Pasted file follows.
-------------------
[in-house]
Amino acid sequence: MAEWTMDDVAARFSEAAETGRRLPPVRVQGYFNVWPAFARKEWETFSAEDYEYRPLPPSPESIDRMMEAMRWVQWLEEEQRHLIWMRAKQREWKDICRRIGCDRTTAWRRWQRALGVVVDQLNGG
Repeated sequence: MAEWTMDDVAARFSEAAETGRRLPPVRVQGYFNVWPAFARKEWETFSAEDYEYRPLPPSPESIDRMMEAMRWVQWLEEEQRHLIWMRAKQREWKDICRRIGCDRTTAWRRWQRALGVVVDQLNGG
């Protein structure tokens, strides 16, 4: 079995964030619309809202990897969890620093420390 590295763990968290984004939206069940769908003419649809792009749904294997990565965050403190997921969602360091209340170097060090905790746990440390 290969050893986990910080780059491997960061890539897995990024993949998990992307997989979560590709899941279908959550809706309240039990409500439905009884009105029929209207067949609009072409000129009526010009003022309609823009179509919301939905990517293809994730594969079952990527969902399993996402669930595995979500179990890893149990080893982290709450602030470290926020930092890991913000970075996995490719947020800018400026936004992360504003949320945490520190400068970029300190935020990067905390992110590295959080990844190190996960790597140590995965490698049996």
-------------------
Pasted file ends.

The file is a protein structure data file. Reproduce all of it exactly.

[in-house]
Amino acid sequence: MAEWTMDDVAARFSEAAETGRRLPPVRVQGYFNVWPAFARKEWETFSAEDYEYRPLPPSPESIDRMMEAMRWVQWLEEEQRHLIWMRAKQREWKDICRRIGCDRTTAWRRWQRALGVVVDQLNGG
Repeated sequence: MAEWTMDDVAARFSEAAETGRRLPPVRVQGYFNVWPAFARKEWETFSAEDYEYRPLPPSPESIDRMMEAMRWVQWLEEEQRHLIWMRAKQREWKDICRRIGCDRTTAWRRWQRALGVVVDQLNGG
């Protein structure tokens, strides 16, 4: 079995964030619309809202990897969890620093420390 590295763990968290984004939206069940769908003419649809792009749904294997990565965050403190997921969602360091209340170097060090905790746990440390 290969050893986990910080780059491997960061890539897995990024993949998990992307997989979560590709899941279908959550809706309240039990409500439905009884009105029929209207067949609009072409000129009526010009003022309609823009179509919301939905990517293809994730594969079952990527969902399993996402669930595995979500179990890893149990080893982290709450602030470290926020930092890991913000970075996995490719947020800018400026936004992360504003949320945490520190400068970029300190935020990067905390992110590295959080990844190190996960790597140590995965490698049996």